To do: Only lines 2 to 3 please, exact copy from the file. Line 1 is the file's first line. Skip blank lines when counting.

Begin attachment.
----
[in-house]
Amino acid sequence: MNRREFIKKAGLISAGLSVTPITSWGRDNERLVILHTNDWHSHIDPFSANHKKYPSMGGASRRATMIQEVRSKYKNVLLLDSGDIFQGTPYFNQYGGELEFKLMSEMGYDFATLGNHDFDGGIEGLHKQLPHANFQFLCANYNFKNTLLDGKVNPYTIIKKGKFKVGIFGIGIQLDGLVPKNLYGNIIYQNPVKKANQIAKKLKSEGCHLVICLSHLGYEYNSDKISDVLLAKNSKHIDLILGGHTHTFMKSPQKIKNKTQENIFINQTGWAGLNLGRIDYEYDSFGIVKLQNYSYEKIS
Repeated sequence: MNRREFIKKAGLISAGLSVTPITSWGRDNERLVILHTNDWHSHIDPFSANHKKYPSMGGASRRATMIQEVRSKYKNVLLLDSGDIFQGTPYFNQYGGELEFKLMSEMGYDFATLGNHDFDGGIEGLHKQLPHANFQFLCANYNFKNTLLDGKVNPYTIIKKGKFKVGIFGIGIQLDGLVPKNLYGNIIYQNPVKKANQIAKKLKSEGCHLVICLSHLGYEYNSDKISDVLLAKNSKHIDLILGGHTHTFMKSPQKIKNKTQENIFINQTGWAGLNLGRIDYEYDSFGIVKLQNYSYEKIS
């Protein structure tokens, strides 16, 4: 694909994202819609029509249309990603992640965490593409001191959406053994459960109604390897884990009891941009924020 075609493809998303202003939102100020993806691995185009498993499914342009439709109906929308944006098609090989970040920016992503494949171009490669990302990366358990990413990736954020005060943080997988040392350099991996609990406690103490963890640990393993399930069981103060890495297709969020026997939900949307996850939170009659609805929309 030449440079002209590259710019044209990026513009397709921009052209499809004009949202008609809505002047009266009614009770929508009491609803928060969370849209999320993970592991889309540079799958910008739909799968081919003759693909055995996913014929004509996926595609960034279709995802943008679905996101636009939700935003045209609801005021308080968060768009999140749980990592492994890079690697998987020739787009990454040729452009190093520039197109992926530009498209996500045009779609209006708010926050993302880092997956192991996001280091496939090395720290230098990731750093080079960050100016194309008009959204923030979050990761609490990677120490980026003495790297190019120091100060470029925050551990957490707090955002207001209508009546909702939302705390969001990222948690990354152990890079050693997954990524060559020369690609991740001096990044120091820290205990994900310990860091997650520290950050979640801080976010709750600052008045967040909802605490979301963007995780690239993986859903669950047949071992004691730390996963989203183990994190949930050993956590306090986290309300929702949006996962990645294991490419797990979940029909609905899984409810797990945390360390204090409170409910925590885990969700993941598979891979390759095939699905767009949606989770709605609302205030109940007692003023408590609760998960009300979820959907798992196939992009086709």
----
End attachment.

Amino acid sequence: MNRREFIKKAGLISAGLSVTPITSWGRDNERLVILHTNDWHSHIDPFSANHKKYPSMGGASRRATMIQEVRSKYKNVLLLDSGDIFQGTPYFNQYGGELEFKLMSEMGYDFATLGNHDFDGGIEGLHKQLPHANFQFLCANYNFKNTLLDGKVNPYTIIKKGKFKVGIFGIGIQLDGLVPKNLYGNIIYQNPVKKANQIAKKLKSEGCHLVICLSHLGYEYNSDKISDVLLAKNSKHIDLILGGHTHTFMKSPQKIKNKTQENIFINQTGWAGLNLGRIDYEYDSFGIVKLQNYSYEKIS
Repeated sequence: MNRREFIKKAGLISAGLSVTPITSWGRDNERLVILHTNDWHSHIDPFSANHKKYPSMGGASRRATMIQEVRSKYKNVLLLDSGDIFQGTPYFNQYGGELEFKLMSEMGYDFATLGNHDFDGGIEGLHKQLPHANFQFLCANYNFKNTLLDGKVNPYTIIKKGKFKVGIFGIGIQLDGLVPKNLYGNIIYQNPVKKANQIAKKLKSEGCHLVICLSHLGYEYNSDKISDVLLAKNSKHIDLILGGHTHTFMKSPQKIKNKTQENIFINQTGWAGLNLGRIDYEYDSFGIVKLQNYSYEKIS